When the pace of family life speeds up and everyone is pulled in different directions, a partner yoga break with your child is an easy way to connect and practice mindfulness. Partner yoga is a wonderful way to be fully present together—a tune-in versus a tune-out. Even if you have never practiced yoga, there are plenty of poses that are easily accessible as well as fun.
Getting the Basics Down: The Three Cs
Partner yoga is fun for everyone and promotes the three Cs: cooperation, communication, and connection. Energy can run high during partner yoga practice, so be sure to pause between poses with a few breaths or a stretch.
First, let’s break down the three Cs.
Cooperate: Doing these poses requires teamwork, and both partners are equally important.
Communicate: It is important to let your partner know what poses feel good and what might feel like too deep a stretch. This is a good opportunity to teach your child how to check in, assert his or her needs, and develop a non-verbal sense of another person’s physical comfort level.
Connect: Physical touch naturally releases oxytocin, the feel-good hormone. Eye contact in Seesaw or Boat Pose promotes connection, so remember to smile! In the other poses, your partner’s body weight produces connection kinesthetically.
When learning these poses, you will naturally move into them slowly. But sometimes we forget to move out of the poses mindfully, which is especially important when you are supporting another person’s weight. Remember to release from the poses slowly and mindfully, one limb at a time.
Lizard on the Rock
The rock is the partner closest to the ground; in parent-child yoga, the parent makes an ideal rock. First, the parent comes into Child’s Pose with any comfortable arm position: arms along the sides, extended forward, or forearms on the ground. Your child (the lizard) stands behind you, facing away, then has a seat on your tailbone. The sun is shining and the lizard is tired, so she lies down, back-to-back on the rock, sunning herself. The lizard’s legs can be stretched long, or with knees bent and soles of the feet on the floor. The lizard’s arms can stay alongside the body or stretch overhead. The rock enjoys a grounding back stretch, while the lizard gets a heart opener.
Sit facing your child with legs in a wide straddle. If your heights are similar, you can press the soles of the feet together. Otherwise, the shorter person presses the soles of the feet inside the taller person’s legs. Hold hands, and take turns seesawing your upper bodies back and forth.
When one person leans back, the partner gets a forward fold, stretching the back and hamstrings. Communication is key here. Play with sensing the limitations of your partner’s back and hamstrings. If your child is pulling too hard, you might ask, “Can you feel how my muscles don’t want to move any further?”
Wave the Flag in Side Stretch
From the Seesaw position, sitting up tall, partners hold each other’s right hands. Then they extend their left arms behind them, gently pulling away from one another. Heads turn toward the outstretched left hands, so you and your child are facing away from each other. Hold for a few breaths, sensing the edge of your partner’s stretch. Breathe deeply, inhale back to center, make eye contact, then switch hands. Repeat several times.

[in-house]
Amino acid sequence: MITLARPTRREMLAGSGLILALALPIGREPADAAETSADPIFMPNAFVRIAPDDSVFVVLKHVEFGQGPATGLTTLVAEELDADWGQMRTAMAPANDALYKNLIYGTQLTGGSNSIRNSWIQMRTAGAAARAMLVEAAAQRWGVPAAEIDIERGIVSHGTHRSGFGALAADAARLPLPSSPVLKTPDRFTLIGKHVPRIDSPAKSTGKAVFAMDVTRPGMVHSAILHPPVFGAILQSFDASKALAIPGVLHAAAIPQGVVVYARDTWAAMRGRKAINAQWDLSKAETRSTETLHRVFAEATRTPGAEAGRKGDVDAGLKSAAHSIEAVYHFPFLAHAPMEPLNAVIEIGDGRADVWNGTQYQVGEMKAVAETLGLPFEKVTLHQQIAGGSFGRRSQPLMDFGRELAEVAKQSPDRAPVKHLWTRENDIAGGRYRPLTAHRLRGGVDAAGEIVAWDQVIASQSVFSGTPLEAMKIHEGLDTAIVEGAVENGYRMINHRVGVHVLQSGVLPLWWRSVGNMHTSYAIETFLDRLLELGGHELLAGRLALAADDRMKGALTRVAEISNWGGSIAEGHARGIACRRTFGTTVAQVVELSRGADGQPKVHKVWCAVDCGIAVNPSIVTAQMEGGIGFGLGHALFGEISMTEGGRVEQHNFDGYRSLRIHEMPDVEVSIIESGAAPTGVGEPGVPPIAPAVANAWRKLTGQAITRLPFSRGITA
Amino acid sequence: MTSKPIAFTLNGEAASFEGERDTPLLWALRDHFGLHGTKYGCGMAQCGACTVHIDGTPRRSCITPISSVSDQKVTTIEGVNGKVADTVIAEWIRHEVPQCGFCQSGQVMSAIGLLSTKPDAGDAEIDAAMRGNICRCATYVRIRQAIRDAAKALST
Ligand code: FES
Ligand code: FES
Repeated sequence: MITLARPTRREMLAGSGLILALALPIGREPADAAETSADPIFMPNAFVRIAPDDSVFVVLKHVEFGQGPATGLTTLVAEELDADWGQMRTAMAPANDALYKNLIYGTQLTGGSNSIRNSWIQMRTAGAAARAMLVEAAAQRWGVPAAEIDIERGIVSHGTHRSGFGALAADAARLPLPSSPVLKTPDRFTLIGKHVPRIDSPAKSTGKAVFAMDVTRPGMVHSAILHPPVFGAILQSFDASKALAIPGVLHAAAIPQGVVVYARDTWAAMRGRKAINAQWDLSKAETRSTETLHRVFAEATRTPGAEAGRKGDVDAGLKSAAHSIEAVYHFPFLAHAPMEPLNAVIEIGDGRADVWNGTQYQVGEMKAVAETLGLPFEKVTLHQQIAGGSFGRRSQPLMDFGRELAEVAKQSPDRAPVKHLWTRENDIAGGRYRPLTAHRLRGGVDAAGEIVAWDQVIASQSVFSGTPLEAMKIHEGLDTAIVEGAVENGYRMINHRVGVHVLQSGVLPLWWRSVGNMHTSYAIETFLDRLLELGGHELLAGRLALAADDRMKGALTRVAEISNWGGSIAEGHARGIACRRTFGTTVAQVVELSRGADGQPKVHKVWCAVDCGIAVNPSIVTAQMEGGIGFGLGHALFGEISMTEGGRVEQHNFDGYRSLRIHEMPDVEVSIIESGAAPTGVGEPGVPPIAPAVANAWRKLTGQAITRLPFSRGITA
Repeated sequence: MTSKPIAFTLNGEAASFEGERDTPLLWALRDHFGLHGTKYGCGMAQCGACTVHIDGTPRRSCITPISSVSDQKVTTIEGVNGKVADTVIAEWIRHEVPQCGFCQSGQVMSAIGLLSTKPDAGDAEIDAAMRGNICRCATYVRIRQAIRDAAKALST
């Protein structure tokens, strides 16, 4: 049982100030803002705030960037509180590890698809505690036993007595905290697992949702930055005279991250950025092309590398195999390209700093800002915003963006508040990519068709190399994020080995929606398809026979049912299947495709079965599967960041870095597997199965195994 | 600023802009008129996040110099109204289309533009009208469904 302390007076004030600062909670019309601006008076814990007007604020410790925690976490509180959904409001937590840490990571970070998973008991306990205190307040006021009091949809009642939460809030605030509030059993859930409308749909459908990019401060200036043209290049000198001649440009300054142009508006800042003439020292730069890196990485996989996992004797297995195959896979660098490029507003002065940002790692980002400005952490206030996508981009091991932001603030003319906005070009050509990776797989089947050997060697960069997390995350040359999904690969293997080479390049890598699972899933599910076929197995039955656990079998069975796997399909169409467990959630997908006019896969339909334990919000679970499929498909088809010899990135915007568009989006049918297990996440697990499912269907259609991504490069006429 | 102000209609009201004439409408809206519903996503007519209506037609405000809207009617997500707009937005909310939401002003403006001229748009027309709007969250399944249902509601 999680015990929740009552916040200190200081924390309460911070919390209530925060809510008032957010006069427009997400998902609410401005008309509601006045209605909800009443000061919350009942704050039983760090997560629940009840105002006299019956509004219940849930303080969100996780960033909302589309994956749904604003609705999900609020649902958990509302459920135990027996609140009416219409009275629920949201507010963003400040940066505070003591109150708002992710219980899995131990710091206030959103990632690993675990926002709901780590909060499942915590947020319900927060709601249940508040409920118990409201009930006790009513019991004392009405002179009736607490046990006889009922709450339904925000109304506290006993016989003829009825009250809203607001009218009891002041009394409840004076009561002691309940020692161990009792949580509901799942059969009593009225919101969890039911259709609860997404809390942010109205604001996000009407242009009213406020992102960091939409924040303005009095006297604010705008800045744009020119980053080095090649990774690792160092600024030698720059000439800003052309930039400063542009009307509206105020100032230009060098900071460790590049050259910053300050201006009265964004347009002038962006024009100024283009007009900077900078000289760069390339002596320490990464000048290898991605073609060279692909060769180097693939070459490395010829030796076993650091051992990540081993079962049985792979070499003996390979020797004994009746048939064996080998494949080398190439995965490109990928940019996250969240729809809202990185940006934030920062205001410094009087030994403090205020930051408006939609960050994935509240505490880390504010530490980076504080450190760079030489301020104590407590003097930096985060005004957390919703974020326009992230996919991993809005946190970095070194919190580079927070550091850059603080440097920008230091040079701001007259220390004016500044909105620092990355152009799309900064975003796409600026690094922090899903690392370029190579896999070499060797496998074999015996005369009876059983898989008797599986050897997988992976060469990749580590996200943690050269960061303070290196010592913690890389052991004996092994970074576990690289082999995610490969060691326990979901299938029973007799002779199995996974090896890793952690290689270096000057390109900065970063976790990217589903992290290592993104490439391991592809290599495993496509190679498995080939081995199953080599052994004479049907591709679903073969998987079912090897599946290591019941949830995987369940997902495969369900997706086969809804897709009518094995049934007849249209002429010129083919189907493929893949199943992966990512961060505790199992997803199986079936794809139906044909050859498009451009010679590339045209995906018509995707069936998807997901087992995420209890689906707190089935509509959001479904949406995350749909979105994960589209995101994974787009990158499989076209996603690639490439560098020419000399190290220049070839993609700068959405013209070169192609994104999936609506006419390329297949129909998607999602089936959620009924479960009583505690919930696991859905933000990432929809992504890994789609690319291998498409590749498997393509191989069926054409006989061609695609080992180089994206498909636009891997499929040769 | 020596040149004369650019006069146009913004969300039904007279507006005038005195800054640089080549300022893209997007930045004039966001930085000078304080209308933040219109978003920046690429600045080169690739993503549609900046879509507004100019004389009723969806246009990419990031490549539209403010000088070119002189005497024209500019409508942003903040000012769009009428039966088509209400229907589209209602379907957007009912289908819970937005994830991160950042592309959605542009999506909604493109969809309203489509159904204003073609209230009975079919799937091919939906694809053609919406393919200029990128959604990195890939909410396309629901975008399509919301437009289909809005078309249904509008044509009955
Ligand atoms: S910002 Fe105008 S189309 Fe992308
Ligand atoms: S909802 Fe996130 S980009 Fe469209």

Face your partner, sitting with your knees bent and toes touching. Hold on to your partner’s hands or wrists. Place the soles of your feet together. Use your stomach muscles to straighten and lift one leg, feet still touching. Now lift the other leg, sitting up tall. If you are feeling strong, sing “Row, Row, Row Your Boat” while your legs are lifted. You can also try shifting arm positions from outside the outstretched legs to inside the legs. Practicing the partner Boat Pose stretches the hamstrings and strengthens the core.
Playful Puppies: Napping Dog & Double Dog
In these partner poses, each partner gets different benefits.
For Napping Dog, start by sitting in Butterfly Pose, soles of your feet pressed together and knees opening out to the side as the hips open. Your child comes into Table Pose facing you, places his hands on your thighs, then lifts the hips into Downward Dog, enjoying a back body stretch. You can place your hands on your child’s back, resting your forehead on your hands. Take some deep breaths, unwind, and switch.
For the Double Downward-Facing Dog, start in Downward Dog pose. Have your child stand between your hands, facing away from you, and placing her hands in front of yours. Then she can step up one foot at a time to your lower back with toes turned under, heels pressing back, hips lifting up towards the sky. While your child is developing arm strength, you can enjoy a good stretch in the lower back.
These exercises can be exhilarating, so make sure to rest in Child’s Pose afterwards. Once you have the hang of these partner yoga poses, you can encourage other family members to join you. If your family enjoys partner yoga, look for a yoga class you can all join in your community. Or send your child to a yoga class and let them teach you afterward!
Related Books from Magination Press
Breathe is a conversation between a boy and his mother at bedtime. But this conversation can happen at any time, in any place. This introduction to mindfulness presents a collection of illustrated exercises to help little ones become aware of their breath and their body. Includes a Note to Parents & Caregivers that describes the exercises and their effects in more detail.